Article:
Myasthenia gravis (MG) is a rare neuromuscular disorder commonly caused by autoantibodies targeting acetylcholine (ACh) receptors and therefore affecting neuromuscular synaptic transmission at the neuromuscular junction. It is a heterogenous disease; generalized MG is characterized by the presence of autoantibodies for ACh receptors; a subset of MG patients express other antibodies or are seronegative. The main symptoms are limb or respiratory muscle weakness, although some patients experience only ocular symptoms. Neurologists commonly treat MG with acetylcholinesterase inhibitors (e.g., pyridostigmine), corticosteroids, and/or immunosuppressants, mostly to manage the symptoms. The FDA has approved three biologics for MG: eculizumab (Alexion / AstraZeneca’s Soliris) in 2017, efgartigimod alfa (Argenx’s Vyvgart) in 2021, and ravulizumab (Alexion / AstraZeneca’s Ultomiris) in 2022. Understanding the many decision points that neurologists face when treating MG provides important context for the evolving market that developers will enter. This report explores neurologists’ perceptions and opinions of MG treatments, including recently launched agents.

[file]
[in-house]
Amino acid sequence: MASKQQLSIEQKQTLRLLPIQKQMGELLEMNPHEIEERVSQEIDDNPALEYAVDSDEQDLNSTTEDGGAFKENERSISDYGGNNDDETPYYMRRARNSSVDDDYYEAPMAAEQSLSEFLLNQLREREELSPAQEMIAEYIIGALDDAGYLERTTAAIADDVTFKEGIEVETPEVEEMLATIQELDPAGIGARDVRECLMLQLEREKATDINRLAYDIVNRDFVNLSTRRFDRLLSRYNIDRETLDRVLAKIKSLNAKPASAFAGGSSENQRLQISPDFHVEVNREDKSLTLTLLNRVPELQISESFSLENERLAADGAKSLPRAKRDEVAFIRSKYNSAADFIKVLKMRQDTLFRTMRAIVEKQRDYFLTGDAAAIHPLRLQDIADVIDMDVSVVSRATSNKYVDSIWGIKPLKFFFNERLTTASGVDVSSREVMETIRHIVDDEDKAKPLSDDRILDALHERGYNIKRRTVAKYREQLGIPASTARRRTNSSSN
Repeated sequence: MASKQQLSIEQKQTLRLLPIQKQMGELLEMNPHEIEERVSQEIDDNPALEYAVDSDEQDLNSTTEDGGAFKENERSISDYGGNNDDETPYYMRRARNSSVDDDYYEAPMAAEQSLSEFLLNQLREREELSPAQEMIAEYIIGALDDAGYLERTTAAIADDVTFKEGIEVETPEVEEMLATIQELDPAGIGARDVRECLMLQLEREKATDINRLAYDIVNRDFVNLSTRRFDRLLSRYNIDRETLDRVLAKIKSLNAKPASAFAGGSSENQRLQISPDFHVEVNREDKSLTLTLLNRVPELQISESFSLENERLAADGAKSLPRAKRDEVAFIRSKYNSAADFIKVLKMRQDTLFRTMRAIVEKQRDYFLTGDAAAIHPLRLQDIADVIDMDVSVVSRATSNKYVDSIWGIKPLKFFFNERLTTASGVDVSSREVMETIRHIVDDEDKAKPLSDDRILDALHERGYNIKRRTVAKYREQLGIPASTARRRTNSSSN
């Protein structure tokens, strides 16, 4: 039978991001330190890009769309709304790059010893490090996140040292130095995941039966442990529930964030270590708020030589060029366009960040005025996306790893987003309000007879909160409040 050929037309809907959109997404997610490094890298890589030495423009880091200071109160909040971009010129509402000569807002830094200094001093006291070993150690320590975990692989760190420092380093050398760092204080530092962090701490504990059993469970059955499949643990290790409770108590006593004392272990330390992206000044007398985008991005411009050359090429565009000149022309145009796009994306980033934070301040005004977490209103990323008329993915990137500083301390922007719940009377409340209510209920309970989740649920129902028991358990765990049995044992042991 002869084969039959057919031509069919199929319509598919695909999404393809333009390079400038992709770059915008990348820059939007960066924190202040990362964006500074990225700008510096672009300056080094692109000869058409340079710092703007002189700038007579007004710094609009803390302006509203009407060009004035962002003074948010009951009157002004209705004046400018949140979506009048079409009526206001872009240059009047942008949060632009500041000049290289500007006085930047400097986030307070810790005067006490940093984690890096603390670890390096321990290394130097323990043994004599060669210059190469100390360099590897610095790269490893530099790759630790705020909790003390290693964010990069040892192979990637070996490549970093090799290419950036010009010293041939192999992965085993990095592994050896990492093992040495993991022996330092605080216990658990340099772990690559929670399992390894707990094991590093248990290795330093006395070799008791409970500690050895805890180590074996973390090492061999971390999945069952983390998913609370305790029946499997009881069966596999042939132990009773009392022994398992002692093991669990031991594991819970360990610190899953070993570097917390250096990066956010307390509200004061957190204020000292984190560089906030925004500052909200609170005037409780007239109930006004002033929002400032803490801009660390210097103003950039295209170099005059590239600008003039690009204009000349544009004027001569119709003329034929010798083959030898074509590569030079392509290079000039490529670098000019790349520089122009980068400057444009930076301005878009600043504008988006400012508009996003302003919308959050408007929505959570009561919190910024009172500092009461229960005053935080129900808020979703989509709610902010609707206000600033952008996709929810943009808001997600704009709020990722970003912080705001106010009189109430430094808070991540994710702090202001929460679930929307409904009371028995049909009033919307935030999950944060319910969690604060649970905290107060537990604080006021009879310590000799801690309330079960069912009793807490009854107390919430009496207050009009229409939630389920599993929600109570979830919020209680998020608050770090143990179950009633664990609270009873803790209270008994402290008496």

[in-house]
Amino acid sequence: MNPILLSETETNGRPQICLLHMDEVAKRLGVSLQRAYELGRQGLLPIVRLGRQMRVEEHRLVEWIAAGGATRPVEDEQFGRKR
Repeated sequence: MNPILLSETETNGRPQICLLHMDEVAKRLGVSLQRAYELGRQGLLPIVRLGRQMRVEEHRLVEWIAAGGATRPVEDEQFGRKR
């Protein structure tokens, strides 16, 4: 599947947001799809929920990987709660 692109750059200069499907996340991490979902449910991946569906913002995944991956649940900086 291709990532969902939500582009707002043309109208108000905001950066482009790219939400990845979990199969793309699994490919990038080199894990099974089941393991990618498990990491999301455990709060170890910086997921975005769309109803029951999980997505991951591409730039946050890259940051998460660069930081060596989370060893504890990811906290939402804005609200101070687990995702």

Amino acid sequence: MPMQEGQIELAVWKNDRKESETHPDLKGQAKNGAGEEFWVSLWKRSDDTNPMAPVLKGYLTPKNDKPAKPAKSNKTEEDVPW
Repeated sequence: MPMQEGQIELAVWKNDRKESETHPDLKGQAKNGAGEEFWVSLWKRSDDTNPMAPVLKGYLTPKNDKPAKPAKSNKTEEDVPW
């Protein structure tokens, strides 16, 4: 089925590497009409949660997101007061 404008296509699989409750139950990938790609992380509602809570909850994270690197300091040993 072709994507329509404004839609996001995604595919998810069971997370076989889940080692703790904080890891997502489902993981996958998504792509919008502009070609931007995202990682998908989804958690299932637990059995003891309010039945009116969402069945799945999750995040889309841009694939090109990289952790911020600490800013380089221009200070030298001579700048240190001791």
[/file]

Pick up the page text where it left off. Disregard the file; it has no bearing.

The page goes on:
Markets covered: United States
Key companies: Alexion / AstraZeneca, Argenx
Key drugs: Soliris, Vyvgart, Ultomiris, AChEIs, corticosteroids, immunosuppressants
Current Treatment: Physician Insights provides physician insights on treatment dynamics, prescribing behavior, and drivers of brand use so that marketers can create specific messaging around these treatment dynamics to more effectively increase or defend their market position.